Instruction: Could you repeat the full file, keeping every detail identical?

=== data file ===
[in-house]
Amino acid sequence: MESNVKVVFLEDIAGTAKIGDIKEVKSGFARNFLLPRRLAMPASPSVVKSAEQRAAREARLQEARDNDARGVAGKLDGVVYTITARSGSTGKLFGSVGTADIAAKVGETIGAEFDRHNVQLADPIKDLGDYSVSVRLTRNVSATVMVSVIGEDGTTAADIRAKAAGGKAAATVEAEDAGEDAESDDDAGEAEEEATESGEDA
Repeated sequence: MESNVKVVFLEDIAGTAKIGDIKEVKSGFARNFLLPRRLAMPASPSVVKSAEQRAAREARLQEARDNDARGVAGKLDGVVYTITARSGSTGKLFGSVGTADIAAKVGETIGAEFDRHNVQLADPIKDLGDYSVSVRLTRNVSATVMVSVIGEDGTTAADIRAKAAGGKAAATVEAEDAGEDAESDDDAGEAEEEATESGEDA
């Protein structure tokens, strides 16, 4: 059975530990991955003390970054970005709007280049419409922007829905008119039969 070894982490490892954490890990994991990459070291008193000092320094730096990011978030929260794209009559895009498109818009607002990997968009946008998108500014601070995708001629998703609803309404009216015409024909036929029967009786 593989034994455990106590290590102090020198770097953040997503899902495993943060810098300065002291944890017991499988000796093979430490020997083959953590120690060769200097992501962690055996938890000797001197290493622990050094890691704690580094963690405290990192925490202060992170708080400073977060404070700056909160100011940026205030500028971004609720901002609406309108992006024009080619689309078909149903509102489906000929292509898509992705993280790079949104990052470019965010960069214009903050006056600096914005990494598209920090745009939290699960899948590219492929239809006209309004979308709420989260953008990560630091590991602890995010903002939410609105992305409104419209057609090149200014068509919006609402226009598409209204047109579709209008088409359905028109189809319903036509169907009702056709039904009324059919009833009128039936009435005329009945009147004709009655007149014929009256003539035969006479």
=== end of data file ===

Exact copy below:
[in-house]
Amino acid sequence: MESNVKVVFLEDIAGTAKIGDIKEVKSGFARNFLLPRRLAMPASPSVVKSAEQRAAREARLQEARDNDARGVAGKLDGVVYTITARSGSTGKLFGSVGTADIAAKVGETIGAEFDRHNVQLADPIKDLGDYSVSVRLTRNVSATVMVSVIGEDGTTAADIRAKAAGGKAAATVEAEDAGEDAESDDDAGEAEEEATESGEDA
Repeated sequence: MESNVKVVFLEDIAGTAKIGDIKEVKSGFARNFLLPRRLAMPASPSVVKSAEQRAAREARLQEARDNDARGVAGKLDGVVYTITARSGSTGKLFGSVGTADIAAKVGETIGAEFDRHNVQLADPIKDLGDYSVSVRLTRNVSATVMVSVIGEDGTTAADIRAKAAGGKAAATVEAEDAGEDAESDDDAGEAEEEATESGEDA
């Protein structure tokens, strides 16, 4: 059975530990991955003390970054970005709007280049419409922007829905008119039969 070894982490490892954490890990994991990459070291008193000092320094730096990011978030929260794209009559895009498109818009607002990997968009946008998108500014601070995708001629998703609803309404009216015409024909036929029967009786 593989034994455990106590290590102090020198770097953040997503899902495993943060810098300065002291944890017991499988000796093979430490020997083959953590120690060769200097992501962690055996938890000797001197290493622990050094890691704690580094963690405290990192925490202060992170708080400073977060404070700056909160100011940026205030500028971004609720901002609406309108992006024009080619689309078909149903509102489906000929292509898509992705993280790079949104990052470019965010960069214009903050006056600096914005990494598209920090745009939290699960899948590219492929239809006209309004979308709420989260953008990560630091590991602890995010903002939410609105992305409104419209057609090149200014068509919006609402226009598409209204047109579709209008088409359905028109189809319903036509169907009702056709039904009324059919009833009128039936009435005329009945009147004709009655007149014929009256003539035969006479």